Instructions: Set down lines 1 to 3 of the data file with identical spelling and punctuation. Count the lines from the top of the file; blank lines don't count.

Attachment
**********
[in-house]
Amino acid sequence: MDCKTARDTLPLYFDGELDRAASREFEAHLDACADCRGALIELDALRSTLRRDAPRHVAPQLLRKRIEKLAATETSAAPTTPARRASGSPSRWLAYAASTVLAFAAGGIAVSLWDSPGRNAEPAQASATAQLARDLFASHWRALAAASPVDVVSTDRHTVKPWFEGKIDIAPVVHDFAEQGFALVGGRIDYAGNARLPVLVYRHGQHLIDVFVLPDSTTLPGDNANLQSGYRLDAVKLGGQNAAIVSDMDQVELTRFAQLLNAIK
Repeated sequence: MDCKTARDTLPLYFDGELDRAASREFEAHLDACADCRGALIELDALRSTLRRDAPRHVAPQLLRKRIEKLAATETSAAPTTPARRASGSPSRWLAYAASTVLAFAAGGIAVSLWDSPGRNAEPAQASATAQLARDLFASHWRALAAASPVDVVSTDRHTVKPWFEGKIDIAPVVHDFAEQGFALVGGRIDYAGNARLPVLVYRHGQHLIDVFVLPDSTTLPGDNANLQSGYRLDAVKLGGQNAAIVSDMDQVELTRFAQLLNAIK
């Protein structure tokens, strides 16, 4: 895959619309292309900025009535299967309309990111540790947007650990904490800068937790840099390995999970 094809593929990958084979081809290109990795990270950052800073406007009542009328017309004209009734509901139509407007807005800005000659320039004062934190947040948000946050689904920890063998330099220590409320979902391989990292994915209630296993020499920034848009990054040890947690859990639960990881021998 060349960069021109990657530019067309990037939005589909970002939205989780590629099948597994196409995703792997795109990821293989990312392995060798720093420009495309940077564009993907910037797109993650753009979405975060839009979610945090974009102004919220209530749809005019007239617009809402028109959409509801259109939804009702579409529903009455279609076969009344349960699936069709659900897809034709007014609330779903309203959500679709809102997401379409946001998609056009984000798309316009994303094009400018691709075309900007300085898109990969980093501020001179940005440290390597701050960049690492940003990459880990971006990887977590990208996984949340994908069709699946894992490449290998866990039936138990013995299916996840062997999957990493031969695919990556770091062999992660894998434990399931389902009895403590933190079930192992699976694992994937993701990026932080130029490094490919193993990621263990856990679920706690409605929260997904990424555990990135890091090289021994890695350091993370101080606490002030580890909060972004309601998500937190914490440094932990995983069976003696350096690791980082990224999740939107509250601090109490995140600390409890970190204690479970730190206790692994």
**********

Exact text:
[in-house]
Amino acid sequence: MDCKTARDTLPLYFDGELDRAASREFEAHLDACADCRGALIELDALRSTLRRDAPRHVAPQLLRKRIEKLAATETSAAPTTPARRASGSPSRWLAYAASTVLAFAAGGIAVSLWDSPGRNAEPAQASATAQLARDLFASHWRALAAASPVDVVSTDRHTVKPWFEGKIDIAPVVHDFAEQGFALVGGRIDYAGNARLPVLVYRHGQHLIDVFVLPDSTTLPGDNANLQSGYRLDAVKLGGQNAAIVSDMDQVELTRFAQLLNAIK
Repeated sequence: MDCKTARDTLPLYFDGELDRAASREFEAHLDACADCRGALIELDALRSTLRRDAPRHVAPQLLRKRIEKLAATETSAAPTTPARRASGSPSRWLAYAASTVLAFAAGGIAVSLWDSPGRNAEPAQASATAQLARDLFASHWRALAAASPVDVVSTDRHTVKPWFEGKIDIAPVVHDFAEQGFALVGGRIDYAGNARLPVLVYRHGQHLIDVFVLPDSTTLPGDNANLQSGYRLDAVKLGGQNAAIVSDMDQVELTRFAQLLNAIK